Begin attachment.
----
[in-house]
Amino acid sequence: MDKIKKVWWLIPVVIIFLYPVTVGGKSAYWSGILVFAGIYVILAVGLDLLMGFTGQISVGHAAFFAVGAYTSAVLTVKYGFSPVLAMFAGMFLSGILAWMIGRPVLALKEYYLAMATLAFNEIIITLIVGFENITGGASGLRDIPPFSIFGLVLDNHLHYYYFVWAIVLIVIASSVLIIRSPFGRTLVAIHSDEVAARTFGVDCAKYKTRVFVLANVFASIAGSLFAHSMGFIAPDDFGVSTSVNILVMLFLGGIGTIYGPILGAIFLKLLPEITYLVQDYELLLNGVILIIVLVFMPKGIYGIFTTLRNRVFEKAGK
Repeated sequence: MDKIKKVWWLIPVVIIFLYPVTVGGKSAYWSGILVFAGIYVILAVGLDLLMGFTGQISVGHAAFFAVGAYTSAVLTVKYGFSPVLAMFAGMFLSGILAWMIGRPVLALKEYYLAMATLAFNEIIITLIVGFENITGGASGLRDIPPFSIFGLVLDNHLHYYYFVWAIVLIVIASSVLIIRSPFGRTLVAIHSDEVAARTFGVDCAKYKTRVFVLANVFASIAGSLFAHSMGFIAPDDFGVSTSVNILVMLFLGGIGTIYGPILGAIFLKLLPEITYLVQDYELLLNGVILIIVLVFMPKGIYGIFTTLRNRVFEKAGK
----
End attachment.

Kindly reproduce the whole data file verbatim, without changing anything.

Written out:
[in-house]
Amino acid sequence: MDKIKKVWWLIPVVIIFLYPVTVGGKSAYWSGILVFAGIYVILAVGLDLLMGFTGQISVGHAAFFAVGAYTSAVLTVKYGFSPVLAMFAGMFLSGILAWMIGRPVLALKEYYLAMATLAFNEIIITLIVGFENITGGASGLRDIPPFSIFGLVLDNHLHYYYFVWAIVLIVIASSVLIIRSPFGRTLVAIHSDEVAARTFGVDCAKYKTRVFVLANVFASIAGSLFAHSMGFIAPDDFGVSTSVNILVMLFLGGIGTIYGPILGAIFLKLLPEITYLVQDYELLLNGVILIIVLVFMPKGIYGIFTTLRNRVFEKAGK
Repeated sequence: MDKIKKVWWLIPVVIIFLYPVTVGGKSAYWSGILVFAGIYVILAVGLDLLMGFTGQISVGHAAFFAVGAYTSAVLTVKYGFSPVLAMFAGMFLSGILAWMIGRPVLALKEYYLAMATLAFNEIIITLIVGFENITGGASGLRDIPPFSIFGLVLDNHLHYYYFVWAIVLIVIASSVLIIRSPFGRTLVAIHSDEVAARTFGVDCAKYKTRVFVLANVFASIAGSLFAHSMGFIAPDDFGVSTSVNILVMLFLGGIGTIYGPILGAIFLKLLPEITYLVQDYELLLNGVILIIVLVFMPKGIYGIFTTLRNRVFEKAGK